The three London based parties had a pretty poor record in the old parliament when it came to standing up for Wales. Things did not get off to a good start in this still relatively new parliament either - especially when the new Con Dem Government refused to either commit to or provide a timetable to develop a high speed rail link to Swansea - sorry make that Cardiff.
Originally New Labour only proposed to electrify and improve the rail line as far as Bristol, and only after the intervention of the Plaid driven One Wales Government and Ieuan Wyn Jones did they reluctantly agree to propose to electrify the line as far as Swansea.
In the long months that followed the emergence of the ConDem Government in Westminster, they were just a tad evasive when it comes to committing to the extending the electrification programme into Wales. And we are seriously expected to believe that Wales is a ConDem, let alone a Labour priority – I think not.
Now of course now it's not just the Swansea - London railway line that needs electrification, there are plenty of other more local lines including the North Wales Coast line and the Valley lines where the National Assembly can make a real difference to transport links and people’s lives. We should also not forget the Severn Tunnel diversionary line, which lies entirely outside of Wales, but, is particularly important.
So why is the Severn Tunnel diversion route important you may well ask? I mention it because, the proposed multi-million pound upgrade and electrification of the rail line between London and Cardiff, which if it goes ahead should be completed by 2017 and which should cut 20 minutes off the existing journey times, but this would only fix only part of the problem.
It's pretty simple really, when the Severn Tunnel is closed for maintenance rail traffic from South Wales is diverted via a single-track 12-mile section of line between Swindon and Kemble in Gloucestershire. Any plans to upgrade this section to double track as it is the only diversionary route between Wales and London were conspicuous by their absence from Network Rail’s plans in 2008/2009.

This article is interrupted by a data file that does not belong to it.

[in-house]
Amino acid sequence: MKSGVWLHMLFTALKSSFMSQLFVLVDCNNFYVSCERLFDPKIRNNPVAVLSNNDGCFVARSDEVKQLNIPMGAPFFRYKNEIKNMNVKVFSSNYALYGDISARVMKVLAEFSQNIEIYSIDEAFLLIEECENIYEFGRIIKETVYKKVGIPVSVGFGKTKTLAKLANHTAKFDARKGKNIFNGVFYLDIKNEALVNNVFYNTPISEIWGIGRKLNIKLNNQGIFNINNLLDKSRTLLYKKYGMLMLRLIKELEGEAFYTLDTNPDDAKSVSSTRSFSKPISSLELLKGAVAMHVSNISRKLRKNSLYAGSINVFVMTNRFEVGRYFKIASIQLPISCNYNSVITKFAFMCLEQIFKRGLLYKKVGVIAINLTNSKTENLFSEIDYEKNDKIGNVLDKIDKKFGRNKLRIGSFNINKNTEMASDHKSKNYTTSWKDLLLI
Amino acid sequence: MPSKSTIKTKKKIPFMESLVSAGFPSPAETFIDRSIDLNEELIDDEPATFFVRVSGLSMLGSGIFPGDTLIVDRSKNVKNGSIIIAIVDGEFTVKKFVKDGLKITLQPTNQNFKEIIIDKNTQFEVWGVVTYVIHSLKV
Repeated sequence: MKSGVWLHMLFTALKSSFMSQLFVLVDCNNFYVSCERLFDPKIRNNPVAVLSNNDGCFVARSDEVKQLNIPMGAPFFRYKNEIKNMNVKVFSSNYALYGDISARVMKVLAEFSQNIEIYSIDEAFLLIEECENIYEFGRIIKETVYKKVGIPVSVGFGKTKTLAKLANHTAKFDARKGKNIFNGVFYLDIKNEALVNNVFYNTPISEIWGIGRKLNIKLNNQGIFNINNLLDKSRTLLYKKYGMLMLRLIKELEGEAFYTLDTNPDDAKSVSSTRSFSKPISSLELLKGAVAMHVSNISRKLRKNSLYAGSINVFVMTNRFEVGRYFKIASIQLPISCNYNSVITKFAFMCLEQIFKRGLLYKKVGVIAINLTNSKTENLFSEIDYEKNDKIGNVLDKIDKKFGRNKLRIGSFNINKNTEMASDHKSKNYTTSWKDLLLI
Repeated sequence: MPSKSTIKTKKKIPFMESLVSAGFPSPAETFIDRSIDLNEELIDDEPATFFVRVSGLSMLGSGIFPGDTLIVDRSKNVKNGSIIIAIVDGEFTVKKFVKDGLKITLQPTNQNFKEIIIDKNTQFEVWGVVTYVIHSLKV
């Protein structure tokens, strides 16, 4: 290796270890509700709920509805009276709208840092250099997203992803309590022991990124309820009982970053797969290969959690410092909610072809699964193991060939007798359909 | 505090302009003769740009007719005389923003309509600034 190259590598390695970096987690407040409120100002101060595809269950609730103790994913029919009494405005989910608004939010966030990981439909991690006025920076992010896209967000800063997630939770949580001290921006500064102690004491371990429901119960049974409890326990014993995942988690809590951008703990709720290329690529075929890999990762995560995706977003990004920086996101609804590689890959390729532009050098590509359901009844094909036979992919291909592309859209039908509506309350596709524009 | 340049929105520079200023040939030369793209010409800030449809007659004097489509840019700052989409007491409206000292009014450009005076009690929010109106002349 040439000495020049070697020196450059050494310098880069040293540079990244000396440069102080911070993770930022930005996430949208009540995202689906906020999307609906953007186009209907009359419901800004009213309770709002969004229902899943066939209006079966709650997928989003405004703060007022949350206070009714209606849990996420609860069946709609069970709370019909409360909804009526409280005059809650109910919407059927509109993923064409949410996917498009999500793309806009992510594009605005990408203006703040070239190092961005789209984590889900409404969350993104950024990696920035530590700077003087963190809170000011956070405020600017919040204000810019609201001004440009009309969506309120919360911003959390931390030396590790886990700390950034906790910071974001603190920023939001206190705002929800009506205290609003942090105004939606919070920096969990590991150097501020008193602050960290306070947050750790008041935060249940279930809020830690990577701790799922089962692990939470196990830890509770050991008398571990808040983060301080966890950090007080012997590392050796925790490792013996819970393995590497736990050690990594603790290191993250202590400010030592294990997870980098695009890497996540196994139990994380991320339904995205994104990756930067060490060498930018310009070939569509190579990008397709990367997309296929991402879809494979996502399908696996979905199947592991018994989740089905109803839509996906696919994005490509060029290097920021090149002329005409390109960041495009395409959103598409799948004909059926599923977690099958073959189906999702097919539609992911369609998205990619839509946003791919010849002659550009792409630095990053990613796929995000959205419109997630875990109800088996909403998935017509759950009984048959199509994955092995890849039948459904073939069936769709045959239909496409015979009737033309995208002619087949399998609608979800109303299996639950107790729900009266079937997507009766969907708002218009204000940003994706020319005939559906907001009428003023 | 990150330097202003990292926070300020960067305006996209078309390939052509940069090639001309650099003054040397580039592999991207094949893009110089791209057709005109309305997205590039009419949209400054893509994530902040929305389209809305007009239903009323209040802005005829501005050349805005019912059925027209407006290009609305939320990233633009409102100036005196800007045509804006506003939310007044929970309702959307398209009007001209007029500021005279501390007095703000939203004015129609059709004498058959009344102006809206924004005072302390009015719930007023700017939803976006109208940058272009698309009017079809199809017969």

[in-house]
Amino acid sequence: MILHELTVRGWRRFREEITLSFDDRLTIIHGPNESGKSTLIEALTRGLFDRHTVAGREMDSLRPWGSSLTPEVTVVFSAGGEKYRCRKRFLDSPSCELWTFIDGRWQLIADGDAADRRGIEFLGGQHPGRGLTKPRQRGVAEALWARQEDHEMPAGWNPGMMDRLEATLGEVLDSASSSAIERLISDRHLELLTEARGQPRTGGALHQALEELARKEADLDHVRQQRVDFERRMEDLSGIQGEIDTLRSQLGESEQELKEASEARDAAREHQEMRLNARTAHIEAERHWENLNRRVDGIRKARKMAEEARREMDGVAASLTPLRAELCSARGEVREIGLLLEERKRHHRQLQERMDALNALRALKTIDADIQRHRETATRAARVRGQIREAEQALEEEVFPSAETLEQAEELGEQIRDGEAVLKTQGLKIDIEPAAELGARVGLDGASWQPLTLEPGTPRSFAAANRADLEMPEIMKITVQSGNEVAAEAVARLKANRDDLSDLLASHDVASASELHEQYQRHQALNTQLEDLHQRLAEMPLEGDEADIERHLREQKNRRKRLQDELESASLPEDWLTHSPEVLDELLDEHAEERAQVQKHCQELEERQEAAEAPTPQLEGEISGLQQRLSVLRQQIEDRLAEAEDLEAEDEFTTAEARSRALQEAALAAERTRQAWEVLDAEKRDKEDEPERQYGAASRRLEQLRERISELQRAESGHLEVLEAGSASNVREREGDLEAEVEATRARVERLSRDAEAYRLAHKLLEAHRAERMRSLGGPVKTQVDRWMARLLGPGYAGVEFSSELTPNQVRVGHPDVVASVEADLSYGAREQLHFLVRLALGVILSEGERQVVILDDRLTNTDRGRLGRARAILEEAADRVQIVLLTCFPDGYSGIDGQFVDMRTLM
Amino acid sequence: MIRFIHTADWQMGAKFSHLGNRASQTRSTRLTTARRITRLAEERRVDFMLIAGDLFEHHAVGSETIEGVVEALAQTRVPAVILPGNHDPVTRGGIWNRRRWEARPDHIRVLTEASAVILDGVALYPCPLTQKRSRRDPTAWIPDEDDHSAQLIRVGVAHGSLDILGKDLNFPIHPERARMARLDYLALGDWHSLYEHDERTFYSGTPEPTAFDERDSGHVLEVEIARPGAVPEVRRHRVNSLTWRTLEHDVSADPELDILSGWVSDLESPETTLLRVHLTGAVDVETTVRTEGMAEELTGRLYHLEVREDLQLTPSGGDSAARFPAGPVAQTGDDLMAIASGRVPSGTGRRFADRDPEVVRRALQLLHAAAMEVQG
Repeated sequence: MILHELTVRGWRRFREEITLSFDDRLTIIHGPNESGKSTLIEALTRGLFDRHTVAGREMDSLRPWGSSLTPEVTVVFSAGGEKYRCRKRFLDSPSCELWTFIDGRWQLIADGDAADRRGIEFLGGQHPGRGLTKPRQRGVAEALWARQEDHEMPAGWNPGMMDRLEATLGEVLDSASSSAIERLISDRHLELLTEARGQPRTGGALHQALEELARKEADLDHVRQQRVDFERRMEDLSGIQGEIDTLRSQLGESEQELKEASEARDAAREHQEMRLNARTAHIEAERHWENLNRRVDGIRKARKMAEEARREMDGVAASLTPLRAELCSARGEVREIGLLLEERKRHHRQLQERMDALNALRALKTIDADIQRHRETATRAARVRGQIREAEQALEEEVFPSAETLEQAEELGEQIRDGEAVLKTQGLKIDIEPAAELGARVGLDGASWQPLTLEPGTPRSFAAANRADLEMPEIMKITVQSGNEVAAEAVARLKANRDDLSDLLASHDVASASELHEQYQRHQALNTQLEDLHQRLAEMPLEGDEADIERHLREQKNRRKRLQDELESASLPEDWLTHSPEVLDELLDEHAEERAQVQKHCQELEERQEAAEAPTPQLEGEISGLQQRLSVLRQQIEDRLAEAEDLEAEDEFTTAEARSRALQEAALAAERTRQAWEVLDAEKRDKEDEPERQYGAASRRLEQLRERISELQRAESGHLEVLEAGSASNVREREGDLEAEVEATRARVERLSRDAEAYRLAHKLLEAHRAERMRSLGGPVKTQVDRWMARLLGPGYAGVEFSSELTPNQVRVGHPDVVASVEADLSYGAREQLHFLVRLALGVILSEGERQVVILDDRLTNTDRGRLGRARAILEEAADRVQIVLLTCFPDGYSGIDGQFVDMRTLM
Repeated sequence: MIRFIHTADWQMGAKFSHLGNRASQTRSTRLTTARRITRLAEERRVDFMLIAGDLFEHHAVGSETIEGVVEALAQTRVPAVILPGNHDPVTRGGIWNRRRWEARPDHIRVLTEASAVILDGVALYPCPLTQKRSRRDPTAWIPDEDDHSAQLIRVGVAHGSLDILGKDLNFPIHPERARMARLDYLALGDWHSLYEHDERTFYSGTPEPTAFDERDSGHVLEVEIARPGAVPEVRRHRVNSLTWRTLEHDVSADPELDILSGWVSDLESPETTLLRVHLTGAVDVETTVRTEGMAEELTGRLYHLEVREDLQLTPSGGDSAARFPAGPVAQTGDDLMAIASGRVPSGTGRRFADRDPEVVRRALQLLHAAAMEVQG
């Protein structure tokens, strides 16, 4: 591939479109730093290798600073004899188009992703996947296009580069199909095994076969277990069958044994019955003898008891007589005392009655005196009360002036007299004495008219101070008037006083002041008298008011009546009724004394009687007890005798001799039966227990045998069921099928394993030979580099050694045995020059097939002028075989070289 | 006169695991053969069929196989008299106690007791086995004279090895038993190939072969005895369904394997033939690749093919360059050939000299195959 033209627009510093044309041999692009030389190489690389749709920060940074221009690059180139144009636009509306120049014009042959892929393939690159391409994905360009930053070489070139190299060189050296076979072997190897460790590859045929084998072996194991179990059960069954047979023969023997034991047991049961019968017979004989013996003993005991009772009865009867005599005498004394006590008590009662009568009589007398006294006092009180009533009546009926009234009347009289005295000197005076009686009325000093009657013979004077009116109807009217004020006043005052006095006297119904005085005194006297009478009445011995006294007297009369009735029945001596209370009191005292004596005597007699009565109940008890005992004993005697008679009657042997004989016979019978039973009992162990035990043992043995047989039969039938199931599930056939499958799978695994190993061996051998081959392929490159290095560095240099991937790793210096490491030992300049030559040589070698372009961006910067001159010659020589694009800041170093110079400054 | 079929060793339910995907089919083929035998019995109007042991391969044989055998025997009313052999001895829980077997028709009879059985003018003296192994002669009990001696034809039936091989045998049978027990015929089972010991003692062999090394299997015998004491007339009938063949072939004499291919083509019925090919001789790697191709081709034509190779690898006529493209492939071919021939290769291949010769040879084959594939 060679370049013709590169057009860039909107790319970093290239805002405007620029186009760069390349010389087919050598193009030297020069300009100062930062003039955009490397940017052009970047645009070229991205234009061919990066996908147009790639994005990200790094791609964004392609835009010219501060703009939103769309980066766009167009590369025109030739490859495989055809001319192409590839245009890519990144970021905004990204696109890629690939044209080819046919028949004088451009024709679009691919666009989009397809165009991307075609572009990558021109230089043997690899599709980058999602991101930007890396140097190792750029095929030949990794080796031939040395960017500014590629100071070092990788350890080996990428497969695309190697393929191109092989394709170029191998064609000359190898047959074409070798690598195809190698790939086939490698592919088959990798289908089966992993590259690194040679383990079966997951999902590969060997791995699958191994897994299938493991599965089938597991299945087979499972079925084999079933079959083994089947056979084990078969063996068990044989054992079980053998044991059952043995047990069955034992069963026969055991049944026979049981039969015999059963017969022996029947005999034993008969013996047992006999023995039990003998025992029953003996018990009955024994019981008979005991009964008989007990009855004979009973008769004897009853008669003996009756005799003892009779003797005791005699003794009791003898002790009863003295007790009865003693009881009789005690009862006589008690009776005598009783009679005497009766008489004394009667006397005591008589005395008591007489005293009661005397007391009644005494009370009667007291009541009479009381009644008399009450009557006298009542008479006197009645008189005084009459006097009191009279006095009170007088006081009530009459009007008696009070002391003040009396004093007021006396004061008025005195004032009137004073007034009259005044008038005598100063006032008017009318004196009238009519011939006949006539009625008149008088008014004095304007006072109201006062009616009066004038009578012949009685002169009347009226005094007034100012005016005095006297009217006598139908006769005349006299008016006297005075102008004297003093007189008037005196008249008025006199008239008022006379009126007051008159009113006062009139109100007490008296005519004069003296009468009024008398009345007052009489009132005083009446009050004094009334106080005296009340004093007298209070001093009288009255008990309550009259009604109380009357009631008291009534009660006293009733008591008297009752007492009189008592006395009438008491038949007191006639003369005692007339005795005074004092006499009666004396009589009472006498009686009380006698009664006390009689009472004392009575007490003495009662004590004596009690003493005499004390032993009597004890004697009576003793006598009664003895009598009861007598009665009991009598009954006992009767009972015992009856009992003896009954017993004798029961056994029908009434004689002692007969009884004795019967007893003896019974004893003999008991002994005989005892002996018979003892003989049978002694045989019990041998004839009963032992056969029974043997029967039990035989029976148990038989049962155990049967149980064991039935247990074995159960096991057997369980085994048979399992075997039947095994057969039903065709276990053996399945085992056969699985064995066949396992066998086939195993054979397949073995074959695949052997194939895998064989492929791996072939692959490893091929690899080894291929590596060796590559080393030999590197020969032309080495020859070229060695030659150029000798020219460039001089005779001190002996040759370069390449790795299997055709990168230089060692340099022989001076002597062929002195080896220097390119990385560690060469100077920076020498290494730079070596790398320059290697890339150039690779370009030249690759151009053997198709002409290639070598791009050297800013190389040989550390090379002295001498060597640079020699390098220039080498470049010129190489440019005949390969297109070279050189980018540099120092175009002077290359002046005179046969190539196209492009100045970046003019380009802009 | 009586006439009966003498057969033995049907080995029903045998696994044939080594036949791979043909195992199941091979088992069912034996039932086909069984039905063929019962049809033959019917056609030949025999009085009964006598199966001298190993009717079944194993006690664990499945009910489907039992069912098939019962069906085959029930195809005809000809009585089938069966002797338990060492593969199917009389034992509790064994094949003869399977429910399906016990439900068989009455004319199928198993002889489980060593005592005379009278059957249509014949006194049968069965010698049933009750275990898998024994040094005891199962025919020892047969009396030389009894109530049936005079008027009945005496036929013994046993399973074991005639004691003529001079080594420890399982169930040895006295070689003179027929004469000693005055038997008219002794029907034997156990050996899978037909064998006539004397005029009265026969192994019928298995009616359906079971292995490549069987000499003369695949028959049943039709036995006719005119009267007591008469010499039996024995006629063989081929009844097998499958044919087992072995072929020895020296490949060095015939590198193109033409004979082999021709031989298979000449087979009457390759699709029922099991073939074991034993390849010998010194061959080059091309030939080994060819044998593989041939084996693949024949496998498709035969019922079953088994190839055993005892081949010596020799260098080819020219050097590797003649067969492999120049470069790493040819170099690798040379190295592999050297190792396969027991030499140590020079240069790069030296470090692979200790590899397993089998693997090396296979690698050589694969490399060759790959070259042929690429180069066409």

Talk to (or listen to) anyone who works the rails (or anyone who has relatives who work on the rails) in the south and they will tell you that the aging Severn Tunnel is going to require more maintenance as time passes, yet it remains a vital transport link, but it ranks pretty low on Network Rails list of priorities.
Interestingly enough back in November 2008 when Gordon Brown was running the shop, the Office of Rail Regulation’s settlement for Network Rail allocated some £26 billion pounds some 2.4 billion less than requested. This has forced Network Rail to drop a number of projects - if you think this was a short sighted decision just wait until the ConDem cuts really kick in!
Anyway, you may have worked out by now that one of the project that was dropped was a plan to restore the 12 miles of single track to double from Kemble to Swindon, at the moment the reduced capacity of this line adds an hour to passenger journeys as trains to and from Wales have to wait for services coming in the opposite direction, and lets not forget any impact on rail freight movements.
This is a vital link between Wales and London (and Europe) and is the only alternative to using the Severn Tunnel. In the event of a major accident or incident in the tunnel, perhaps a crash, a fire or even flooding, then we need a fully operational alternative so that passenger and freight services to London are not affected.
It is pretty essential that re-doubling work on the line, which would allow at least an hourly service, is carried out as quickly as possible. While the upgrade and electrification programme is under way on the mainline, its only common sense to electrify the line all the way from Severn Tunnel Junction through to Swindon as well.
So at the moment Wales is one of the few counties in Europe, save for Albania and Moldova to have no electrified rail-lines, this is one exclusive club we do not need to be a member of. While the Con Dems have finally committed to electrification of the railway lines from Cardiff to London, admittedly with about as much grace as someone having wisdom teeth extracted, they have finally done so.
Having got this far we now need a concrete commitment to a timetable as to when the job will get actually gets done. Personally I would also ask them to start the work from the Cardiff end of the line. When it comes to electrified railways it used to be a case of literally for Wales see England - and that was never acceptable! However, as was once said, things can only get better !